The connection between hospital patient outcomes and nurse staffing has been well documented in healthcare research. Nursing leaders, including chief nursing officers, nurse managers, and others, have been at the forefront of implementing strategies to manage nursing levels and thereby improve quality of care. Understanding the relationship between nurse staffing shortages and patient outcomes within the structure of the U.S. healthcare system is crucial to dealing with what may be one of the most significant challenges of modern healthcare.
The nursing profession is facing a crisis. While overall healthcare employee retention is a serious issue, the problem is critical in the nursing profession. It’s causing shortages throughout all healthcare settings, not just in hospitals. The scope of the problem is daunting: The U.S. Bureau of Labor Statistics (BLS) states that nearly 195,000 registered nurse positions are open each year.
Several factors are at the root of the nurse shortage and nurse staffing crisis.
Healthcare Employee Retention and High Turnover of New Nurses
Between 33.5% and 57% of new nurses leave the profession within the first three years, according to nursing expert Anne Dabrow Woods. These figures are from before the pandemic. Nurses may not receive adequate orientation at the start of their career, contributing to their decision to leave.
Shortage of Nursing School Faculty
According to the American Association of Colleges of Nursing (AACN), even though enrollment increased by 5% in 2019, U.S. nursing schools turned down more than 80,400 applicants that year due to a lack of faculty and other resources. If the education pipeline can’t train enough nurses, that puts pressure on the profession.
Nurses Reaching Retirement Age
A survey by the Health Resources and Services Administration showed that the average age of registered nurses was 50 in 2018. As those nurses retire over the next 10 to 15 years, if not enough nurses can be trained to replace them, the profession will be further impacted.
The U.S. Census Bureau projects 78 million senior citizens will be age 65 and older by 2035, up from about 56 million in 2020. As people age, they require more healthcare and more nursing care.
A survey in the Journal of the American Medical Association showed that 31.5% of nurses cited burnout as the reason they left nursing. Nurses who suffer from burnout list a number of causes, such as work overload, ineffective management, and stressful workplace environments. Because of the correlation between nurse staffing and patient outcomes, loss of skilled healthcare professionals may cause a decrease in the quality of care provided to patients, which could lead to medical errors.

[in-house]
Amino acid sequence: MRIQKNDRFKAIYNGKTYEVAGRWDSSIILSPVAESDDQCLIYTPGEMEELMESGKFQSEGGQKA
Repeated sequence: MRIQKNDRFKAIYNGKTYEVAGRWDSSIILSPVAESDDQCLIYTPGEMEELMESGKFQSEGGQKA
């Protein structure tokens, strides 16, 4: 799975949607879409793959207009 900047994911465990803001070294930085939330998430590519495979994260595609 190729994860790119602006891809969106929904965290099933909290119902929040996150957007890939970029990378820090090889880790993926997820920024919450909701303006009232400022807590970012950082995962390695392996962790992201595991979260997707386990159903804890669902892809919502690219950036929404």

Burnout symptoms include:
- Exhaustion. Nurses who experience greater-than-usual fatigue, such as dozing off when driving, may be experiencing burnout.
- Depression. Nurses may be at higher risk for depression, according to several studies.
- PTSD. Many nurses have experienced at least one symptom of PTSD, including unwanted memories, flashbacks, and other distress.
- Compassion fatigue. Burnout can cause compassion fatigue among nurses, or a lack of empathy for their patients.
- Severe anxiety. Anxiety can lead to feeling overwhelmed and unable to concentrate or adapt to straightforward changes.
The experience-complexity gap is defined as the gap between nursing experience and the increasing complexity of patients’ care needs. As very sick patients come into the healthcare system, they may need a plethora of services that all interact with one another. Just having staff on duty is no longer enough; having the right staff on duty has now become crucial.
Traditionally, hospitals have paid nurses an hourly wage and viewed them as a cost center, rather than a revenue-generating center. Under that model, keeping a high patient-to-staff ratio made sense, to limit the cost of nursing care. However, this adds to stress on the nursing staff, contributes to burnout, and impacts the quality of patient care.
Violence in the Workplace
Nurses are vulnerable to violence, verbal abuse, bullying, and other negative experiences in the workplace. Such experiences can cause emotional and physical harm. Unfortunately, violence against nurses often goes unreported.
Staffing Shortages Impact Patients and Nurses
Nurses coordinate care, monitor and administer medications and treatments, and are the first to detect issues with patient health. Nurse staffing levels directly impact patient outcomes. For instance, intensive care unit nurses who are usually assigned one critical patient may now be caring for three due to staffing shortages, increasing the chance that patients miss care or that medical errors occur. It also can increase that chance that nurses feel overwhelmed, which can lead to burnout, and the cycle of staffing shortages continues.
High Nurse-to-Patient Ratios
High nurse-to-patient ratios (NTPRs) often means that nurses have too many patients to be able to adequately monitor and provide treatment to each of them. Staffing ratios can vary by department and setting. This can lead to worse patient outcomes, increased job dissatisfaction, and burnout. It can also have other ramifications, such as a nurse losing their license due to medical errors.
High staffing ratios, 12-hour shifts (common in nursing), burnout, and other factors lead to nursing fatigue. Fatigue is a major cause of nursing errors as well as safety concerns for nurses themselves.